Hunting Boss Toms
Last week I shared about the different stages of the turkey-breeding season. Toms go through a period of establishing dominance similar to whitetail bucks. About the time that gobblers establish some stability in the dominance hierarchy and begin separating from large flocks into smaller groups of immature and medium aged toms and even single mature toms, some hens begin becoming receptive.
During the peak of the turkey-breeding cycle, boss toms are often with a flock of hens. Both heard bull elk and boss toms often are not very vocal. They simply don’t need to be as they are already with females.
This is why it’s often easier to tag a satellite bull elk (immature and medium maturity) than it is the herd bull or boss tom.
A good strategy to tag a boss tom is to locate where he’s likely to roost and slip in very close before daylight – hopefully getting between him and the flock of hens he’s tending.
If I can’t get close to or don’t know where a boss tom is roosting, I often spend the first hour or two listening and try to determine where the tom will go to strut with his flock. Calling aggressively during this phase of the turkey breeding cycle may result in bringing in satellite toms, but rarely a boss tom as he’s with hens.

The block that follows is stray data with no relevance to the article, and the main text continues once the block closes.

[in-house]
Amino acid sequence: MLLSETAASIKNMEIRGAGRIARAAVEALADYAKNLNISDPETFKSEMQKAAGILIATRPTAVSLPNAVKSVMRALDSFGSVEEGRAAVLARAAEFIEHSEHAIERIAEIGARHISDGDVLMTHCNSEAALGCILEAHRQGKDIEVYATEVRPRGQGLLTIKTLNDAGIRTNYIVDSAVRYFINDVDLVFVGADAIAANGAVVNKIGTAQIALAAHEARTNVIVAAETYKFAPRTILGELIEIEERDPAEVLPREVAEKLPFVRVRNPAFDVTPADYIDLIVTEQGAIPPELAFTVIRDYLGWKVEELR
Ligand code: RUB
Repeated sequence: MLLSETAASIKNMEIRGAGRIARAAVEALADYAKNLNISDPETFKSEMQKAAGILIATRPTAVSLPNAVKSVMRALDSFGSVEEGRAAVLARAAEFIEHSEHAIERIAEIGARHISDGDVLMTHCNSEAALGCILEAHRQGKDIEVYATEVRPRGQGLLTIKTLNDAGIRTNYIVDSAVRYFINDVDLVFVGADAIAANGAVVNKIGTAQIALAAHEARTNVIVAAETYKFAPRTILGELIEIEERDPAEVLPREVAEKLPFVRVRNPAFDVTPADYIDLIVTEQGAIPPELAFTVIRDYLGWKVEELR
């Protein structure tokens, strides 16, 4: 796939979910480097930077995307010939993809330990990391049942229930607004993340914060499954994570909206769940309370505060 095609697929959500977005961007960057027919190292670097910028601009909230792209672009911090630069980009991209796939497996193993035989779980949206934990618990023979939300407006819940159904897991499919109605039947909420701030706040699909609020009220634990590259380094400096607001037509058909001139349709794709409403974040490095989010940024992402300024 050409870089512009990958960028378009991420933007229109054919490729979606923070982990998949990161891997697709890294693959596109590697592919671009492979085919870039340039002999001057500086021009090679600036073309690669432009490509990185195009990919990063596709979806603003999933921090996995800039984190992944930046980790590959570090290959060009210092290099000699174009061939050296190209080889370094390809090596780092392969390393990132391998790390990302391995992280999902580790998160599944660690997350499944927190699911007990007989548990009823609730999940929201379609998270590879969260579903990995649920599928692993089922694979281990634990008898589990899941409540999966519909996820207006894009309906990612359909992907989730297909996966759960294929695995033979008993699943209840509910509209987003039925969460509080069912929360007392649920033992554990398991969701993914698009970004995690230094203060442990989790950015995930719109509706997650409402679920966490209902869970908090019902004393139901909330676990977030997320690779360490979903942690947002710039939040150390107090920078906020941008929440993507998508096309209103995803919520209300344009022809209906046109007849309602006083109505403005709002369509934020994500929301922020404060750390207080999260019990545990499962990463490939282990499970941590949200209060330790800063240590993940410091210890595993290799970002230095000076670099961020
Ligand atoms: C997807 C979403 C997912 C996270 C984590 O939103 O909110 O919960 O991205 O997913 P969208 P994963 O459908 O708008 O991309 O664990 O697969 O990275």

An hour or two after fly down, I like to get in front of the flock if it’s moving or get close to the flock if it’s at a strut area and try to call the hens. The boss tom will stay with his hens. If the hens respond to the calls the boss tom will likely follow. Patience is often the key when using this strategy as the boss tom will often tag behind the flock of hens.
I consider tagging a boss tom a true trophy! This year try hunting boss toms like herd bulls and enjoy the challenge! It may mean passing up some satellite toms, but the experience and thrill may be well worth the challenge.
Growing and enjoying wildlife together, Grant
Dr. Grant Woods was raised and began his love of white-tailed deer as a bow hunter in the Ozark Mountains of Missouri.
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